The only characters worth mentioning are the leads. Jake Jonson and Damon Mayans Jr. play Ryan and Justin and they don’t have nearly enough chemistry that a movie like this needs to stay on it’s feet. I know that I bashed 22 Jump Street a few months ago, but what saved that film was the meta humor and the chemistry between the two leads. This movie doesn’t have either of those, so I can’t even give them an A for effort. The rest of the characters are just there to serve the jokes or act as plot devices (such as Justin’s love interest,Josie, who has very little impact on the plot and could’ve easily been written out of the movie entirely, and there would be almost no difference. This movie, like it’s characters, was just boring.


I realize that this has been a very short review, and I apologize for that, As I usually enjoy going more in-depth when discussing movies. But there is just nothing more I can say about this movie without repeating myself. It could have been something unique, but instead it resorts to a generic and forgettable movie that just didn’t make me laugh or appeal to me in any other way. If you like buddy cop comedies, that’s great. You’ll probably love this. But for me, It’s just another forgettable, boring, and unfunny buddy cop movie.

But hey, at least the film opens with Backstreet Boys song “I want it that way”. That’s got to count for something. …Right?

Casper Month: Introduction



Part of the reason why Fall is my favourite season is because it feels like it begins and ends exactly when it needs to and it never seems to linger or arrive too early. I love the sense of new beginnings it brings out in me, and I might go as far to say that the first week of fall feels more fresh then something like the first day of January. So naturally, Halloween is one of my favourite holidays. And with Halloween comes truckloads of films and shows that I could talk about that relate to the holiday. Last Fall I discussed a few random films that I enjoyed watching at this time of year, but this year I wanted to do something a little more focused. I wanted to cover a franchise or a series of films that I had grown up with and knew a lot about, that also had a strong connection to Halloween and/or fall in general. I had quite a few properties to choose from, but the one that seemed like a no-brainer and I ultimately settled with happens to be the friendly ghost himself, Casper.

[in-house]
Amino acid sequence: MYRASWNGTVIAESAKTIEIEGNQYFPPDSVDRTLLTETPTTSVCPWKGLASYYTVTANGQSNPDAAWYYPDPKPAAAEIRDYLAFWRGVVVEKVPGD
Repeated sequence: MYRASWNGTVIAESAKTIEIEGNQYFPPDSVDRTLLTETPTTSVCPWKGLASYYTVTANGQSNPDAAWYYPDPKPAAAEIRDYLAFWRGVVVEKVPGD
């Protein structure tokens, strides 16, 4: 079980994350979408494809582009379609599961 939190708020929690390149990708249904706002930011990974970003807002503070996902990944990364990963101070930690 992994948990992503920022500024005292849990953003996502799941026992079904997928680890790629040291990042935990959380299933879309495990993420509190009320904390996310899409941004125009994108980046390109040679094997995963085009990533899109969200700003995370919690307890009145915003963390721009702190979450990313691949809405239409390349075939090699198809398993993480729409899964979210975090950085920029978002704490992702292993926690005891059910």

I’ve been Watching Casper since I was in kindergarden and next to Godzilla, he is one of my favourite fictional characters. I can’t really pinpoint an exact reason why I find the character so endearing, but I think that it might have something to do with the fact that he was a great role model. Growing up, I wanted to be like Casper. Optimistic, Open minded and of course, kind.  While some adaptations of the character fare better then others, Casper has remained mostly consistent and reliable with only a few exceptions. This month, I’m going to cover all five of the Casper movies. Content for this month won’t be limited to just Casper related stuff however, as I’ll still post my normal movie reviews alongside them.So for the month of October, let’s take an in depth look at the friendliest ghost you’ve ever seen.


My Little Pony: Equestria Girls: Rainbow Rocks


Last summer’s “Equestria Girls” received mixed reactions from critics and fans alike. The general condenses seems to be that it wasn’t as good as the show, but it wasn’t the train wreck that some were expecting either. I myself was pleasantly surprised by it, and thought it captured the magic (pun intended) and charm that the show had to offer while still being it’s own thing. Despite the better-than-expected reception, there was certainly no outcry or demand for a sequel, at least not anywhere I could see. So when Hasbro and DHX announced Rainbow Rocks, fans were worried all over again. How does it hold up?  Not only do I think it’s a highly entertaining film in it’s own right, I think it exceeds it’s predecessor in nearly every way.